Those of you who follow this blog know one of the ways I relax and let my mind wander (and wonder) is assembling jigsaw puzzles. While the basic process is similar—border first, group similar looking colors or patterns—no two puzzles ever come together in the same way. And this one is no exception. For whatever reason, it isn’t often that a large collection of pieces come together before being connected to the body of the puzzle.
And then, the pieces of thoughts wandering and wondering about begin to create another sort of picture—God in all things.
God knows each of us before He created us in our mother’s womb. The framework was set in place by the One who knows and understands who He has created us to be long before it ever occurred to us.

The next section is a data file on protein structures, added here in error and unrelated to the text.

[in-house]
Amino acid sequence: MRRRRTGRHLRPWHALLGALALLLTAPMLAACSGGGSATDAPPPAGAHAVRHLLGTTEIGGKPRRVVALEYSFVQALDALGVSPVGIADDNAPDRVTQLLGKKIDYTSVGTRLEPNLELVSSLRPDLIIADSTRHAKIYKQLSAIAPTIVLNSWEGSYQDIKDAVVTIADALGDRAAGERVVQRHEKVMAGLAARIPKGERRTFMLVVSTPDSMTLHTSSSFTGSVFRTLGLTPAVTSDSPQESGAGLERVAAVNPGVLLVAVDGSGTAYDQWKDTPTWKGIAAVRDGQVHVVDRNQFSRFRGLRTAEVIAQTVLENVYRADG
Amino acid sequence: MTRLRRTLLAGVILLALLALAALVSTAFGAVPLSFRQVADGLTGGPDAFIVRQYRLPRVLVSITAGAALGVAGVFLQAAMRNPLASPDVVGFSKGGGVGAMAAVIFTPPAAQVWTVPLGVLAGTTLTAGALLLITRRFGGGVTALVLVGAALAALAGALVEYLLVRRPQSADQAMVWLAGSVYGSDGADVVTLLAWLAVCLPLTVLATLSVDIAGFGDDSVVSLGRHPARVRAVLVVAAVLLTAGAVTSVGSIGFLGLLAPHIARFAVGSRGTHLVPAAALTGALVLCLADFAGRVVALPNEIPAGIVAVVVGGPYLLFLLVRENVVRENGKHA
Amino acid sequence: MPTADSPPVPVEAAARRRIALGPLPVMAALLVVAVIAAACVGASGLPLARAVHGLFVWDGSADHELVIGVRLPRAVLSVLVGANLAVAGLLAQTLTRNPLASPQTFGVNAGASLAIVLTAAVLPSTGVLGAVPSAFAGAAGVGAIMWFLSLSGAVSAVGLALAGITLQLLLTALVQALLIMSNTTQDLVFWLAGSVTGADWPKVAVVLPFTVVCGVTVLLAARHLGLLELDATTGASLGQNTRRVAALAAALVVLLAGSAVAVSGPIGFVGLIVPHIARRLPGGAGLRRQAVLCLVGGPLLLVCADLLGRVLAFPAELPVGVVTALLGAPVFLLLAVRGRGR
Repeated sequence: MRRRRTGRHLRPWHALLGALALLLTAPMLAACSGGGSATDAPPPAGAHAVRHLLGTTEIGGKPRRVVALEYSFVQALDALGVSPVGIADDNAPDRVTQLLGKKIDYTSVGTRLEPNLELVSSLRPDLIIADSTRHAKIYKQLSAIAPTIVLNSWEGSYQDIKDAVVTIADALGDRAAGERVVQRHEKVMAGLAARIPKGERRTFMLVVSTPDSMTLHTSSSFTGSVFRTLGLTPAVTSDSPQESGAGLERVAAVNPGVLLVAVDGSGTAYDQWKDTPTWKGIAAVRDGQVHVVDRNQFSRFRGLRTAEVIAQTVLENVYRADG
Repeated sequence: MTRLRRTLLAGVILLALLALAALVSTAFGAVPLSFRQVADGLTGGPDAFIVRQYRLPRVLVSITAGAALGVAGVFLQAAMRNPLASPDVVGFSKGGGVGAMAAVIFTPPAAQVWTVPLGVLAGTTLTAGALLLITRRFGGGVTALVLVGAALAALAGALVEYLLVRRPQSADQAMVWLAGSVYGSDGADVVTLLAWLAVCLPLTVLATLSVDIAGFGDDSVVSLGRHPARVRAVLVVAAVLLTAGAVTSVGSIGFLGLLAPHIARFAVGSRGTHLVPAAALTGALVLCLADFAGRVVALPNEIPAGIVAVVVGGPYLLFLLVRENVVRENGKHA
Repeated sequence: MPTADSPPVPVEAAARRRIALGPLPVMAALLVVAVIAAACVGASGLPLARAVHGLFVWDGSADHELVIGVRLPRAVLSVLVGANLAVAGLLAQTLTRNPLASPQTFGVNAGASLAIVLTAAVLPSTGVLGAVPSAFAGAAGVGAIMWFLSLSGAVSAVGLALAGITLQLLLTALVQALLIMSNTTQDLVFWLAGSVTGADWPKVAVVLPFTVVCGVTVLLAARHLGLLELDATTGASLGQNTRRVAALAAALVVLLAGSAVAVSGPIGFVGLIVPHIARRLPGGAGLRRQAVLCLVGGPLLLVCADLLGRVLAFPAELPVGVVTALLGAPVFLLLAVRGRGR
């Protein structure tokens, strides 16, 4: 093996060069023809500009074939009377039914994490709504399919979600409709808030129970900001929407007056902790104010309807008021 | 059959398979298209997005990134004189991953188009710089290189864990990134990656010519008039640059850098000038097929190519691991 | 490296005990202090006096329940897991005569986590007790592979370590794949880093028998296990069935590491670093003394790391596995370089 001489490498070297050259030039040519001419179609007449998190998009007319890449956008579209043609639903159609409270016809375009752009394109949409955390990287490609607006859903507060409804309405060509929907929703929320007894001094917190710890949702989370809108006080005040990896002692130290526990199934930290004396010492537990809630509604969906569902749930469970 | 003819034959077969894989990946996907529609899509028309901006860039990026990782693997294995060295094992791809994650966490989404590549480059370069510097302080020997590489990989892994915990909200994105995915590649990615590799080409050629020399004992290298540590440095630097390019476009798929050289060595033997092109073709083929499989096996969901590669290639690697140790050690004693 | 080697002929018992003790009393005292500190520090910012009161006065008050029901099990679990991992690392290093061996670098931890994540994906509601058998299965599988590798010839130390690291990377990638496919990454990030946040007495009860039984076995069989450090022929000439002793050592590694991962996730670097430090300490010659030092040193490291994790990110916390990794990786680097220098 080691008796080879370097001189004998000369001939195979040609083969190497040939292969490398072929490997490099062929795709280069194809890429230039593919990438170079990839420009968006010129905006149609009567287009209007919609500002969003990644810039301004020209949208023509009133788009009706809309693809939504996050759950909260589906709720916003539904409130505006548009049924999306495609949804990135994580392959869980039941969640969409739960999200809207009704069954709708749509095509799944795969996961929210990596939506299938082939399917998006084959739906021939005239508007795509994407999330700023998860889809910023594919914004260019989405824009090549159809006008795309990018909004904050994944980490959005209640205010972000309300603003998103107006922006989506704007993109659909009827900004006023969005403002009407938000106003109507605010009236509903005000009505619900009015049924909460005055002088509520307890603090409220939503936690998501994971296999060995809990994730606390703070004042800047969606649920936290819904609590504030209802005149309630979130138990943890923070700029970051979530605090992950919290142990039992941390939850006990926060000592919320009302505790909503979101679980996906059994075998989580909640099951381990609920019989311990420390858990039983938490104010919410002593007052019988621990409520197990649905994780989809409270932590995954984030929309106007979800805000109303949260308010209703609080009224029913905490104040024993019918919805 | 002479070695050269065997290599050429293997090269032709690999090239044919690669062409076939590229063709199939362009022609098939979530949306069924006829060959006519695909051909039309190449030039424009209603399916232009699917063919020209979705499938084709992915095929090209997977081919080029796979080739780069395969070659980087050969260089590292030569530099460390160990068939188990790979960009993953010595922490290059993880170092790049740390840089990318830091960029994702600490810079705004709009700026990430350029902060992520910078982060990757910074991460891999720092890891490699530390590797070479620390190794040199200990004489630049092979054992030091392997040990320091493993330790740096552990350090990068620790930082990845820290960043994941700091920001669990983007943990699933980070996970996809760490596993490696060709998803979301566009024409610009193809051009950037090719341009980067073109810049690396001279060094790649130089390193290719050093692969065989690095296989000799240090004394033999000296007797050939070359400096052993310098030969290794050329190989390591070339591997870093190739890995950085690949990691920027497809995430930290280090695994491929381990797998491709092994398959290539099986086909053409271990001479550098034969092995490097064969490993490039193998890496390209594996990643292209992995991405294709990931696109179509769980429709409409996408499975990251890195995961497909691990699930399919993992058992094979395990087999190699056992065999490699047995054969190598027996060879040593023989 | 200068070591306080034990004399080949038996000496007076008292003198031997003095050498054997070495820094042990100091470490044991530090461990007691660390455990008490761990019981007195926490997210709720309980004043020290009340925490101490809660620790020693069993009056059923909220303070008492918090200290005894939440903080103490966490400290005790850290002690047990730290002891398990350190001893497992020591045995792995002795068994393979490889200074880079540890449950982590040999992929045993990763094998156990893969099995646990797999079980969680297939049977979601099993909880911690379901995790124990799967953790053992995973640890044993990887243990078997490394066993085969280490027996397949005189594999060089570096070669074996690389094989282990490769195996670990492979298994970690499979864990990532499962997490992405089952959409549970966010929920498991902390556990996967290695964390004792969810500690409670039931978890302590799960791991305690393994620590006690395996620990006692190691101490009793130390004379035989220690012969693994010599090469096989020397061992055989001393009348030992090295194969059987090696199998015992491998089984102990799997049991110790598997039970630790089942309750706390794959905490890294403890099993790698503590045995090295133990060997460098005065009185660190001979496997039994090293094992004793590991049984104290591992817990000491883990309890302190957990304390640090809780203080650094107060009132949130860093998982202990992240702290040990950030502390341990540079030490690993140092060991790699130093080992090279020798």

As we cooperate with His grace, He pieces us together—individually and corporately—to create something beautiful from the original outline. The more we allow Him to work and to
will His plan, the more we become a true manifestation of His Love.
Shapes and colors…
Every piece of puzzle has outward nubs and inward slots. That makes it possible for a connection to be made. Without these odd bumps and indentations there could be no meaningful association. It is important, however, to gently place the pieces together, otherwise we risk damaging them.
Same holds true for us. God didn’t place us here on this earth to simply occupy space and suck up more than our fair share of oxygen. Our nubs and slots—our heart, mind, body, spirit, and emotions—are to be extended in love, and open to receiving the same from others. Kindness and compassion will hold us in good stead as God works, and we work.
One at a time or several…
There are some occasions when I sit down with the puzzle and can only find one piece that fits before I need to move on to other tasks of the day. It used to be that twenty minutes with that kind of result felt unsuccessful. A waste of time? No.